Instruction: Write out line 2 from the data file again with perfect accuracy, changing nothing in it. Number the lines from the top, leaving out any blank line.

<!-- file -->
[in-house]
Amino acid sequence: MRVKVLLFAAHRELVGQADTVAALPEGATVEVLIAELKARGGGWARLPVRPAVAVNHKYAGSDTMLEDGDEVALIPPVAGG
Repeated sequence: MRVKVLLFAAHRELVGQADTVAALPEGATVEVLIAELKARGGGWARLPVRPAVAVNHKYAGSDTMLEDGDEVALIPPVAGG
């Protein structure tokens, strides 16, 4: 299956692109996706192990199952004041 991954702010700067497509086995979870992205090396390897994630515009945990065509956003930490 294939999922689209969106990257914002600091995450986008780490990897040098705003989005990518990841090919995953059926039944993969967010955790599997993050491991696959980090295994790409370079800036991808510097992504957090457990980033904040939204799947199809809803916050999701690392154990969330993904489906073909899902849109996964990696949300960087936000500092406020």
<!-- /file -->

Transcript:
Amino acid sequence: MRVKVLLFAAHRELVGQADTVAALPEGATVEVLIAELKARGGGWARLPVRPAVAVNHKYAGSDTMLEDGDEVALIPPVAGG